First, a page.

July 26, 2021

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In a viral video, Schwarzenegger links the Capitol riot to an episode that was a prelude to the Holocaust. – The New York Times

2 min read

In a video posted to Twitter on Sunday that quickly drew millions of views, Arnold Schwarzenegger, the movie star and former California governor, compared the riot at the Capitol last week to Kristallnacht, a rampage in Germany in 1938 in which Nazi-inspired mobs burned synagogues and destroyed Jewish-owned shops.

Seated at a desk and flanked by the American and Californian flags, Mr. Schwarzenegger wove his experiences growing up in Austria after World War II to what he was witnessing in the United States.

“Being from Europe, I’ve seen firsthand how things can spin out of control,” he said, adding that while others may fear that something similar could happen in the United States, he did not think it would.

“I do believe that we must be aware of the dire consequences of selfishness and cynicism,” he warned.

Mr. Schwarzenegger recalled growing up surrounded by men who drank away their “guilt over their participation in the most evil regime in history.” His father, like others in the neighborhood, would return home drunk once or twice a week, and “he would scream and hit us and scare my mother,” he said.

The painful memory, he said, was one he had not shared so publicly before, but he chose to do so to underscore the “emotional pain” that these men experienced from what they saw or did.

“My father and our neighbors were misled also with lies,” he said. “And I know where such lies lead.”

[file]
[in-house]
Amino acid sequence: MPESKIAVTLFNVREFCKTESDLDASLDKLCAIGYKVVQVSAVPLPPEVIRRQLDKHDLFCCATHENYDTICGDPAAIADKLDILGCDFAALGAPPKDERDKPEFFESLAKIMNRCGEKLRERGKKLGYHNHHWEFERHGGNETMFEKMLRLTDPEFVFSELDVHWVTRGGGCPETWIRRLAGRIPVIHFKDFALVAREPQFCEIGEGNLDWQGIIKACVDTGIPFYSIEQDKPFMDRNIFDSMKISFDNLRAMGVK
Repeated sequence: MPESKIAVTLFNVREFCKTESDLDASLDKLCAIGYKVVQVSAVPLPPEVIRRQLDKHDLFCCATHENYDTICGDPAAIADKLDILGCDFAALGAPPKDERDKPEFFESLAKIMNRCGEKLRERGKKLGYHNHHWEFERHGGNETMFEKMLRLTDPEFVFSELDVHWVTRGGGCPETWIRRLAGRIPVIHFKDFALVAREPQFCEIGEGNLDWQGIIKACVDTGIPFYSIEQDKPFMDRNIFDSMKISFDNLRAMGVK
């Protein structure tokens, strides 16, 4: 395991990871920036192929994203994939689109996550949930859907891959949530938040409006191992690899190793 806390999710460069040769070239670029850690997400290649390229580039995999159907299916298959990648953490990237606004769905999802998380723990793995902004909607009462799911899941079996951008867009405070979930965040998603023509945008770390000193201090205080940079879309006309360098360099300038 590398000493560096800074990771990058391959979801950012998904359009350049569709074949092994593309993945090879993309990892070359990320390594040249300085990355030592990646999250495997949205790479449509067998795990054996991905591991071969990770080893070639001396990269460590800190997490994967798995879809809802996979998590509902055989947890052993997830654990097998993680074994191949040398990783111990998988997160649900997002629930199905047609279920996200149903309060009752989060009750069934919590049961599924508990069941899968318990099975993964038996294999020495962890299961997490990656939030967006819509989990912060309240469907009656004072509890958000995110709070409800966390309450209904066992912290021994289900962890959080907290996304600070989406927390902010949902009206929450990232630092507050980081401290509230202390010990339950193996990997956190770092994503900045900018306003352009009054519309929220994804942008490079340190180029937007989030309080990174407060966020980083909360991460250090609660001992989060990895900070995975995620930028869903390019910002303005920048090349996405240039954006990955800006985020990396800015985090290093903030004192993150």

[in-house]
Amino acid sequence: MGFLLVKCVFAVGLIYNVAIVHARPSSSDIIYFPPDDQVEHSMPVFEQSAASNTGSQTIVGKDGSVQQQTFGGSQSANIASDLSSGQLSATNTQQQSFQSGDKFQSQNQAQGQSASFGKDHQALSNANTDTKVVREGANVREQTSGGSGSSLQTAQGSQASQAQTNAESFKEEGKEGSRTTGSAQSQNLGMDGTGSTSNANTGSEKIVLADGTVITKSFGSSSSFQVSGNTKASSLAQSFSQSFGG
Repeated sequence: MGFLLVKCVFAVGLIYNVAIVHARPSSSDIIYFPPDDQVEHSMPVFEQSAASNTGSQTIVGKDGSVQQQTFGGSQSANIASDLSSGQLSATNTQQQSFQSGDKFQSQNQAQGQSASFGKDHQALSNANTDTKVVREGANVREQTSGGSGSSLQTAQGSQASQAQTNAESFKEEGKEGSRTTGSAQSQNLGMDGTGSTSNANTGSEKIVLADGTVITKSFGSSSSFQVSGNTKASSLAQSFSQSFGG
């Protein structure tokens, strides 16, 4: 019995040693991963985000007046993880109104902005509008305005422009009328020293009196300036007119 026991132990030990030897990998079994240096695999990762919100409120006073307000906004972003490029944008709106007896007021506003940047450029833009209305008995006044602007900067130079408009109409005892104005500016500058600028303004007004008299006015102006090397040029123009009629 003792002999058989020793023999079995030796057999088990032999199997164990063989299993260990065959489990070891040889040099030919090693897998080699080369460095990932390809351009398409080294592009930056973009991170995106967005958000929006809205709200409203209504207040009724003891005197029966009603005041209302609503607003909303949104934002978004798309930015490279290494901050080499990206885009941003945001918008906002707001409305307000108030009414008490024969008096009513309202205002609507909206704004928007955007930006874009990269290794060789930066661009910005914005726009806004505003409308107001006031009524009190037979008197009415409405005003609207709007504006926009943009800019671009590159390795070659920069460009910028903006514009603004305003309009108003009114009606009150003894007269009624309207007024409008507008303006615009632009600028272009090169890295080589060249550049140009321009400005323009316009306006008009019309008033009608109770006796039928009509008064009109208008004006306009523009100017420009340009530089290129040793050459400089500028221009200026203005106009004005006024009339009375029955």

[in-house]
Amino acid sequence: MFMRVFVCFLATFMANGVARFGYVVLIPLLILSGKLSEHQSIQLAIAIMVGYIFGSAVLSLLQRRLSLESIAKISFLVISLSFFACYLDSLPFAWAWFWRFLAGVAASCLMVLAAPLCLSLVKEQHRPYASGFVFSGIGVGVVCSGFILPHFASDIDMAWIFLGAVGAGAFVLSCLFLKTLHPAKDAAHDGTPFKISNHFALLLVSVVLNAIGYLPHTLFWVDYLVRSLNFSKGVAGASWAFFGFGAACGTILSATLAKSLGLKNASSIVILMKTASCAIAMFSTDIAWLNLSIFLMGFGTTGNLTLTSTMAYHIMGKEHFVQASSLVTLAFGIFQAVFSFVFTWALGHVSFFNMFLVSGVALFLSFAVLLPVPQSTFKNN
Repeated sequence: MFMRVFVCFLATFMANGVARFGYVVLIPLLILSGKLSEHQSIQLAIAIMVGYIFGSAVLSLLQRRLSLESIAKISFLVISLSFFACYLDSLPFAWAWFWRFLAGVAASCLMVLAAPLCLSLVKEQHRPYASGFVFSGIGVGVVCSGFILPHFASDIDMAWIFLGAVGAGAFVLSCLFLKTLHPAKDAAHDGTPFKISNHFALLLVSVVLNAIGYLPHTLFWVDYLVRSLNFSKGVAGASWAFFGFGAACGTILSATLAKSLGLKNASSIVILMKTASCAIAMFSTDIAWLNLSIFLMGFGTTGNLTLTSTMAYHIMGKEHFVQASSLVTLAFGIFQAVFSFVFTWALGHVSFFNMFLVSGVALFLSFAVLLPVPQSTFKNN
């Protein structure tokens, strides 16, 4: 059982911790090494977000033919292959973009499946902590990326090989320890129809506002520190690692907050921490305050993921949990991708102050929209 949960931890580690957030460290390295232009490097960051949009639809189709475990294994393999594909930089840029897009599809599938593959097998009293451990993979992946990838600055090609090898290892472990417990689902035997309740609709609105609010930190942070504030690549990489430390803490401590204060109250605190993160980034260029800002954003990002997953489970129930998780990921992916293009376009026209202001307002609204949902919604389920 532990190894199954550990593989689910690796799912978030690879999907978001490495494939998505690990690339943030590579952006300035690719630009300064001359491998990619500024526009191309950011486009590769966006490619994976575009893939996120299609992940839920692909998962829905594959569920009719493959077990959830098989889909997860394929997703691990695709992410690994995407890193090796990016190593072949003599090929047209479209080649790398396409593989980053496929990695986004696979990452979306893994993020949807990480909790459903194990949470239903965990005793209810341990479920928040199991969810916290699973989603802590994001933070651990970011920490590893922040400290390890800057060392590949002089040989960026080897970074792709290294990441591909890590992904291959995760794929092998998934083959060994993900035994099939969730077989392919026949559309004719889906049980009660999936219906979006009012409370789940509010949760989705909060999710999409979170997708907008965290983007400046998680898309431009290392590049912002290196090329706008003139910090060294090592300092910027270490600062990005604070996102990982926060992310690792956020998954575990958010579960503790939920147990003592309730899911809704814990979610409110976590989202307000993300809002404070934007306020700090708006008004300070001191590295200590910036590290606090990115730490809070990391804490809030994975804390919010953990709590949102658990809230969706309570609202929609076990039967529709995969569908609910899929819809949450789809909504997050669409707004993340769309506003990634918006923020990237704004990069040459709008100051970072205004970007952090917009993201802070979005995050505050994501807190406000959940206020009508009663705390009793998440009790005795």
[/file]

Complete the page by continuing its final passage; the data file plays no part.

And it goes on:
Mr. Schwarzenegger linked the pro-Trump mob that stormed the Capitol to Kristallnacht, describing the attacks against Jews more than 80 years ago as carried out by “the Nazi equivalent of the Proud Boys.”

Within hours, the 7-minute video drew nearly 10 million views on Twitter.

Mr. Schwarzenegger, a Republican who has long been critical of President Trump, described him in the video as a “failed leader” and the “the worst president ever.” Noting the book written by former President John F. Kennedy called “Profiles in Courage,” Mr. Schwarzenegger added that a number of Republicans would never see their names in such a book because of what he called “their own spinelessness.”

“We need to hold accountable the people who brought us to this unforgivable point,” he said.

In a call for bipartisanship, Mr. Schwarzenegger underscored the need for the nation’s healing. Referring to his 1982 film “Conan the Barbarian,” he picked up a sword from his desk and said “This is the Conan sword.” A sword is tempered and strengthened by pounding it with a hammer and then heating and cooling it, he said.

“Our democracy is like the steel of this sword,” Mr. Schwarzenegger said. “The more it is tempered, the stronger it becomes.”

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